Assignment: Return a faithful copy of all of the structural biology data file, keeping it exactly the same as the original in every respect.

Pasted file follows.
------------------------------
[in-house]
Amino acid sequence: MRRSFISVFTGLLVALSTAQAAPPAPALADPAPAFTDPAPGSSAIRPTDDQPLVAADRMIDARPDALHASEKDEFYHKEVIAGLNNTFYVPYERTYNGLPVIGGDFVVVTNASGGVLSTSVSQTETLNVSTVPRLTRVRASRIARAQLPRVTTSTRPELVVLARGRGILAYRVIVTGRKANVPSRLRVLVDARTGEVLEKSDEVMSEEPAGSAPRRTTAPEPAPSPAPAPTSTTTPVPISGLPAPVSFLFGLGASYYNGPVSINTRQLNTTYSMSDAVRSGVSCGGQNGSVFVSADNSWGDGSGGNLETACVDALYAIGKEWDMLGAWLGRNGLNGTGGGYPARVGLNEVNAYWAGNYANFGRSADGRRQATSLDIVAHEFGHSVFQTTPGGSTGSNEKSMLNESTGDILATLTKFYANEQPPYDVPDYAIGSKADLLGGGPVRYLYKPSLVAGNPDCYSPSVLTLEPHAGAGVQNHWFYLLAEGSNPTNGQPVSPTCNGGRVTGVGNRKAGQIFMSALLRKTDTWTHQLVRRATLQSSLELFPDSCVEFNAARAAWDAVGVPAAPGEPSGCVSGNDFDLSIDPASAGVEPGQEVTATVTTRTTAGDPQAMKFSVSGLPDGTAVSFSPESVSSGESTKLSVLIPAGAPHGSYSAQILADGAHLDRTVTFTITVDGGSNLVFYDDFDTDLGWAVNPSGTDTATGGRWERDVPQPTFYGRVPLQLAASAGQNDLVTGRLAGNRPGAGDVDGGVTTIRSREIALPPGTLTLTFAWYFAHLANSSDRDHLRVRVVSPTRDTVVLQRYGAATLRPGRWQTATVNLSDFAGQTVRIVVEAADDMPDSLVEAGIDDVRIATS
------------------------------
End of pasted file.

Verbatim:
[in-house]
Amino acid sequence: MRRSFISVFTGLLVALSTAQAAPPAPALADPAPAFTDPAPGSSAIRPTDDQPLVAADRMIDARPDALHASEKDEFYHKEVIAGLNNTFYVPYERTYNGLPVIGGDFVVVTNASGGVLSTSVSQTETLNVSTVPRLTRVRASRIARAQLPRVTTSTRPELVVLARGRGILAYRVIVTGRKANVPSRLRVLVDARTGEVLEKSDEVMSEEPAGSAPRRTTAPEPAPSPAPAPTSTTTPVPISGLPAPVSFLFGLGASYYNGPVSINTRQLNTTYSMSDAVRSGVSCGGQNGSVFVSADNSWGDGSGGNLETACVDALYAIGKEWDMLGAWLGRNGLNGTGGGYPARVGLNEVNAYWAGNYANFGRSADGRRQATSLDIVAHEFGHSVFQTTPGGSTGSNEKSMLNESTGDILATLTKFYANEQPPYDVPDYAIGSKADLLGGGPVRYLYKPSLVAGNPDCYSPSVLTLEPHAGAGVQNHWFYLLAEGSNPTNGQPVSPTCNGGRVTGVGNRKAGQIFMSALLRKTDTWTHQLVRRATLQSSLELFPDSCVEFNAARAAWDAVGVPAAPGEPSGCVSGNDFDLSIDPASAGVEPGQEVTATVTTRTTAGDPQAMKFSVSGLPDGTAVSFSPESVSSGESTKLSVLIPAGAPHGSYSAQILADGAHLDRTVTFTITVDGGSNLVFYDDFDTDLGWAVNPSGTDTATGGRWERDVPQPTFYGRVPLQLAASAGQNDLVTGRLAGNRPGAGDVDGGVTTIRSREIALPPGTLTLTFAWYFAHLANSSDRDHLRVRVVSPTRDTVVLQRYGAATLRPGRWQTATVNLSDFAGQTVRIVVEAADDMPDSLVEAGIDDVRIATS